Anxiety, depression, irritability and loss of confidence – collectively known as PMS, these are symptoms that women often suffer from just before their monthly cycle. AW explores.
Premenstrual syndrome (PMS) is a combination of premenstrual symptoms that range from being mildly annoying to severely debilitating. Five per cent of women experience the symptoms mentioned above.
Most women also experience some degree of physical symptoms such as bloating and mastalgia (breast pain) or breast tenderness. These symptoms appear in the latter half of the menstrual cycle and disappear or significantly regress after menstruation begins.
Premenstrual syndrome can be classified according to three degrees of severity: mild, moderate and severe. According to Dr. Ibrahim Abd Elrahman, Specialist Obstetrician and Gynaecologist at the City Hospital, Dubai, mild to moderate PMS does not interfere with a woman's social or professional life much. Severe PMS, however, makes women withdraw from social, personal and sometimes, even professional interaction. It affects about 3-10 per cent of women all over the world.
According to the American College of Obstetricians and Gynaecologists, at least 85 per cent of menstruating women have at least one PMS symptom as part of their monthly cycle. And most of these women have symptoms that are fairly mild and do not need treatment. Dr. Elrahman further explains that women who experience PMS are usually between their late 20s to early 40s, have only one child, a family history of depression, a medical history of postpartum depression or mood disorder, or are overweight. Women who are undergoing hormonal contraception experience less PMS.
The precise cause of PMS is still uncertain, but studies suggest that two neurotransmitters in the brain might be involved. The condition, as mentioned before, involved both physical and emotional symptoms. However, the following symptoms may also show: acne; fatigue; having trouble sleeping; upset stomach, constipation, diarrhea, headache or backache, appetite changes or food cravings, joint or muscle pain, trouble concentrating or remembering, tension, irritability, mood swings, or crying spells, and anxiety or depression.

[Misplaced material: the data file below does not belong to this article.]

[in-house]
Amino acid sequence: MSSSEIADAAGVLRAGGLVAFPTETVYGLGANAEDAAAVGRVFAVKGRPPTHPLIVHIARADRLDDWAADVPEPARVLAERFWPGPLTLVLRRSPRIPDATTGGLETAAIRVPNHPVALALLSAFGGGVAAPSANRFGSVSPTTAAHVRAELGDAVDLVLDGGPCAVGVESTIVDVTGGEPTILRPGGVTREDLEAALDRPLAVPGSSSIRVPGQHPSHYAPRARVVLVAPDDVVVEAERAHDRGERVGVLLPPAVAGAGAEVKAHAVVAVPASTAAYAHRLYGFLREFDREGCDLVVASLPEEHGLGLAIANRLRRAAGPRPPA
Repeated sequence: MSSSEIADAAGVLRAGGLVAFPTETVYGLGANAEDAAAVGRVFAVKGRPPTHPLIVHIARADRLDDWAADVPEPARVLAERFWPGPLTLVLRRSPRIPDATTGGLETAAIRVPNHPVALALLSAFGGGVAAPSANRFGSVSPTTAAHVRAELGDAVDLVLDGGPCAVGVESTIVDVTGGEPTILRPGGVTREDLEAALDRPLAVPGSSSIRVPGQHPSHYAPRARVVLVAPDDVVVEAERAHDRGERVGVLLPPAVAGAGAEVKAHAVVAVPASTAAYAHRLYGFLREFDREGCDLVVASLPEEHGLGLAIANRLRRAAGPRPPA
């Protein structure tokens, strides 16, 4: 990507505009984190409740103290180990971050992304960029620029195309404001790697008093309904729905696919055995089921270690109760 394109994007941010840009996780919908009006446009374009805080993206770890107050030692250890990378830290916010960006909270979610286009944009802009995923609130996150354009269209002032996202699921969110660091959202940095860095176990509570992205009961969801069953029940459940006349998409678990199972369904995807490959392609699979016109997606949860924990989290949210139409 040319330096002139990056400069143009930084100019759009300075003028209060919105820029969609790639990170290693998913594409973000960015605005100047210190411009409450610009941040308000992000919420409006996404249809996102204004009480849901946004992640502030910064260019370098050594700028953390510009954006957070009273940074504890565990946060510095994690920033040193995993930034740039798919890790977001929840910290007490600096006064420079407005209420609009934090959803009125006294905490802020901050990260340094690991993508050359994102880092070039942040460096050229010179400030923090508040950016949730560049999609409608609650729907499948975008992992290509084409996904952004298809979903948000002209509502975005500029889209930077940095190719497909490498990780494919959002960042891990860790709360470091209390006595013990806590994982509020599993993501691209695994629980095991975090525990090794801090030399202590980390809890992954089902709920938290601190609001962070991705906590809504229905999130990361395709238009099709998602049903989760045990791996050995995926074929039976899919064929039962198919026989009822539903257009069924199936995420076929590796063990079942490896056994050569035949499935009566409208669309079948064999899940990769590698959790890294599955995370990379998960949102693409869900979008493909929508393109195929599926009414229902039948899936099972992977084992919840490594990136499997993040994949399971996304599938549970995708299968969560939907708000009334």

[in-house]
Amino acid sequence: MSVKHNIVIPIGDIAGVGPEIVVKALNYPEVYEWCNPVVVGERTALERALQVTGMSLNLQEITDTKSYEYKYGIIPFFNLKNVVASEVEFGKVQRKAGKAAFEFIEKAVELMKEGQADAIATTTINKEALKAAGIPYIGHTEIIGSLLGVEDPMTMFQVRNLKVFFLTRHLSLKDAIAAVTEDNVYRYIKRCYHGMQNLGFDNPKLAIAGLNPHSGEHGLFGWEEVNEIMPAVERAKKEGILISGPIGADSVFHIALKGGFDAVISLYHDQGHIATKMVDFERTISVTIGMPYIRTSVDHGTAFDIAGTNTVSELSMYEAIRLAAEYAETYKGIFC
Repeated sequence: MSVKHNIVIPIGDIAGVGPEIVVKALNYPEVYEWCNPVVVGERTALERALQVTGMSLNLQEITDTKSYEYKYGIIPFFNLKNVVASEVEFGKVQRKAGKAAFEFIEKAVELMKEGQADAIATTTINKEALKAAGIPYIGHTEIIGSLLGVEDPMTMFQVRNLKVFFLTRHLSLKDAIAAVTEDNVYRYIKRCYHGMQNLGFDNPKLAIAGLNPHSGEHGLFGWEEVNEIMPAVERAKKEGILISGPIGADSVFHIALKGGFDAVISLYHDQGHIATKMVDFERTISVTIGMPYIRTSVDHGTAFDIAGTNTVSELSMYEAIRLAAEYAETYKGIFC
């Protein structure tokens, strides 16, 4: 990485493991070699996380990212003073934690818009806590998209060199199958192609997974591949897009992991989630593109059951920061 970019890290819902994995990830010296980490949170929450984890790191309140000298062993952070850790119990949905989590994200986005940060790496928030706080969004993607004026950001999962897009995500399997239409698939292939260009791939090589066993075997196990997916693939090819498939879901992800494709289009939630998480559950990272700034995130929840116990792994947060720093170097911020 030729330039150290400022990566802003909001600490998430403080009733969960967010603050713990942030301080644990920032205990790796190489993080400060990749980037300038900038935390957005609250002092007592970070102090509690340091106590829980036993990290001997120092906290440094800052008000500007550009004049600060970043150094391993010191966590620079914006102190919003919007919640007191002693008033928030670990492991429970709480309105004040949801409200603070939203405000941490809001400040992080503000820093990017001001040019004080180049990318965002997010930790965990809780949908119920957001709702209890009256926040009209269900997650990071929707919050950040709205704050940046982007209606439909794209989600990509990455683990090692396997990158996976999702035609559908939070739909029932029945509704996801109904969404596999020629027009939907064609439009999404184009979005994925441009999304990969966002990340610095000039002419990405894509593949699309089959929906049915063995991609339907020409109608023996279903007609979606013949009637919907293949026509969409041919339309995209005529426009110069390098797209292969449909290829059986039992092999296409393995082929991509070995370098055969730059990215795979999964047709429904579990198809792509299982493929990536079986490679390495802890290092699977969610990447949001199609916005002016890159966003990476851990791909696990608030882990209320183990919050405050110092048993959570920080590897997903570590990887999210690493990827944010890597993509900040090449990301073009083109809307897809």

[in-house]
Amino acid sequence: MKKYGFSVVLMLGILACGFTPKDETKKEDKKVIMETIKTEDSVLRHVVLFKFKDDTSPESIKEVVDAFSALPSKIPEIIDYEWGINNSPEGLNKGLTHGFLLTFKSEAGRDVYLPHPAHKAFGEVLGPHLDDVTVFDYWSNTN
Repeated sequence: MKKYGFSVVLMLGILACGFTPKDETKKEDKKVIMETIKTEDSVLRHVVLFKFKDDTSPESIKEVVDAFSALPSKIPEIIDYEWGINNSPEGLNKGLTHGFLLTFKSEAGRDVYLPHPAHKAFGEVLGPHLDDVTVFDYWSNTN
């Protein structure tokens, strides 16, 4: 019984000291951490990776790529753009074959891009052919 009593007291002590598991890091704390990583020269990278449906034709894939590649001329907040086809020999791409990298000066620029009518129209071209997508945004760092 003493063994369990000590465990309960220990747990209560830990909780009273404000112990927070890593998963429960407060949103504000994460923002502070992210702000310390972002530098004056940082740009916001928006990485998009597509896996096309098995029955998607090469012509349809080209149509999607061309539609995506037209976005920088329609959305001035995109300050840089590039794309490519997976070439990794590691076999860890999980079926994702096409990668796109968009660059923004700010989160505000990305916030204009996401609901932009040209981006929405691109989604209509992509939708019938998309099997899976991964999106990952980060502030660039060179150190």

If you think you have PMS, Dr. Elrahman suggests keeping a daily diary to record your problems. In this journal, you will note the date and rate of the symptoms you feel for over two menstrual cycles. Through this record, doctors can identify if you have PMS as well as its severity. This also weans those who suffer from real PMS to those who don't. After careful evaluation, doctors find that 40 per cent of women seeking treatment for severe PMS do not have the condition.
The treatment for PMS involves advice regarding diet and exercise. If there are underlying psychological issues, then a psychiatric review may be appropriate. Ideally, the management is carried out involving doctors, dieticians and possibly psychologists, and should involve traditional and complementary treatments such as supplementary Calcium Magnesium or complementary alternative medicine such as Reflexology and Cognitive Behavioural Therapy (CBT).
“PMS can also be addressed with medical treatments such as cycle modifying hormonal agents, which involves the use of newer oral contraceptive pills,” Dr. Abd Elrahman explains. The frequency of periods, and, as an effect of PMS, can be reduced by taking three pill packets back to back without a week's break in between.
Oestrogen patches have also helped women, but in this situation, forms of contraception other than the contraceptive pill should be used. Next, the doctor shares, is Antidepressants such as Selective Serotonin and Noradrenalin reuptake inhibitors (SSRI's and SNRI's). These two improve both the physical and psychological symptoms and need to be used only in the second half of the menstrual cycle to be beneficial. PMS can also be treated with Gonadotrophin Releasing Hormone (GnRH) analogues or hormones that switch off the ovaries, giving a temporary menopause-like state. They should only be used in those with the most severe symptoms.
“If the treatment is not effective then the diagnosis has to be reconsidered,” Dr. Elrahman emphasises. The treatments, he adds, should not be used continuously for more than six months because of the risk of bone thinning. If used with ‘add-back' hormonal therapy, then a yearly bone scan should be carried out. Surgical treatment is also an alternative for PMS. However, the only effective surgical treatment for PMS is removal of the ovaries. It is a drastic measure, and should only be considered as a very last resort. If PMS seems to be affecting your life significantly, then you should consult your specialist for advice and treatment.
For more information about PMS contact The City Hospital, Dubai at+971 4 4359999 or email firstname.lastname@example.org.